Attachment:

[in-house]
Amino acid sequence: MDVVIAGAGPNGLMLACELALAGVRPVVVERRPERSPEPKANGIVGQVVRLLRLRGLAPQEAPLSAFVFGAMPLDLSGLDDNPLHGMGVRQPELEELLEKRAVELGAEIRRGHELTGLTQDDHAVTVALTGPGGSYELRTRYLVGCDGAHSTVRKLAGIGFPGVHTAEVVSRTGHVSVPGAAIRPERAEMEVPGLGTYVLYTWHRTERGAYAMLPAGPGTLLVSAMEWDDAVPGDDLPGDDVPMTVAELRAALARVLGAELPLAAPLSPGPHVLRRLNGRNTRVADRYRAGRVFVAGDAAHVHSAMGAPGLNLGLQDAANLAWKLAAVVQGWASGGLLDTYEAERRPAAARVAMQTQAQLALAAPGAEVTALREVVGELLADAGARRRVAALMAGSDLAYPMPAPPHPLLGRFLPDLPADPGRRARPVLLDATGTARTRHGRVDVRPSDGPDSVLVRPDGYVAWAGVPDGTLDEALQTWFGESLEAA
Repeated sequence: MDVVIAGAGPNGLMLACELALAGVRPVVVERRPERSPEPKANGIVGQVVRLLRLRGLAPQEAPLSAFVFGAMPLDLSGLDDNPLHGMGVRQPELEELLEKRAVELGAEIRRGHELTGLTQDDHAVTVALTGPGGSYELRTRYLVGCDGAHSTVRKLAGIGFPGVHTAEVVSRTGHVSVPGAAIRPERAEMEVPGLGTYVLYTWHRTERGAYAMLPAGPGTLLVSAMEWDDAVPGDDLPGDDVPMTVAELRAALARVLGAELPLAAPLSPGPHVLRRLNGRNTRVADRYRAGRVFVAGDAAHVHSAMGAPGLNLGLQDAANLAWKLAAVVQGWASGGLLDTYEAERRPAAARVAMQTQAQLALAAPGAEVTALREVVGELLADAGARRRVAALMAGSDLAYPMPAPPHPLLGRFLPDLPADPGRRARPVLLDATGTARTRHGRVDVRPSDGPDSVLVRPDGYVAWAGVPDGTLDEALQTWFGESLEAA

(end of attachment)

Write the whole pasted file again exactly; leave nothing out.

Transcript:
[in-house]
Amino acid sequence: MDVVIAGAGPNGLMLACELALAGVRPVVVERRPERSPEPKANGIVGQVVRLLRLRGLAPQEAPLSAFVFGAMPLDLSGLDDNPLHGMGVRQPELEELLEKRAVELGAEIRRGHELTGLTQDDHAVTVALTGPGGSYELRTRYLVGCDGAHSTVRKLAGIGFPGVHTAEVVSRTGHVSVPGAAIRPERAEMEVPGLGTYVLYTWHRTERGAYAMLPAGPGTLLVSAMEWDDAVPGDDLPGDDVPMTVAELRAALARVLGAELPLAAPLSPGPHVLRRLNGRNTRVADRYRAGRVFVAGDAAHVHSAMGAPGLNLGLQDAANLAWKLAAVVQGWASGGLLDTYEAERRPAAARVAMQTQAQLALAAPGAEVTALREVVGELLADAGARRRVAALMAGSDLAYPMPAPPHPLLGRFLPDLPADPGRRARPVLLDATGTARTRHGRVDVRPSDGPDSVLVRPDGYVAWAGVPDGTLDEALQTWFGESLEAA
Repeated sequence: MDVVIAGAGPNGLMLACELALAGVRPVVVERRPERSPEPKANGIVGQVVRLLRLRGLAPQEAPLSAFVFGAMPLDLSGLDDNPLHGMGVRQPELEELLEKRAVELGAEIRRGHELTGLTQDDHAVTVALTGPGGSYELRTRYLVGCDGAHSTVRKLAGIGFPGVHTAEVVSRTGHVSVPGAAIRPERAEMEVPGLGTYVLYTWHRTERGAYAMLPAGPGTLLVSAMEWDDAVPGDDLPGDDVPMTVAELRAALARVLGAELPLAAPLSPGPHVLRRLNGRNTRVADRYRAGRVFVAGDAAHVHSAMGAPGLNLGLQDAANLAWKLAAVVQGWASGGLLDTYEAERRPAAARVAMQTQAQLALAAPGAEVTALREVVGELLADAGARRRVAALMAGSDLAYPMPAPPHPLLGRFLPDLPADPGRRARPVLLDATGTARTRHGRVDVRPSDGPDSVLVRPDGYVAWAGVPDGTLDEALQTWFGESLEAA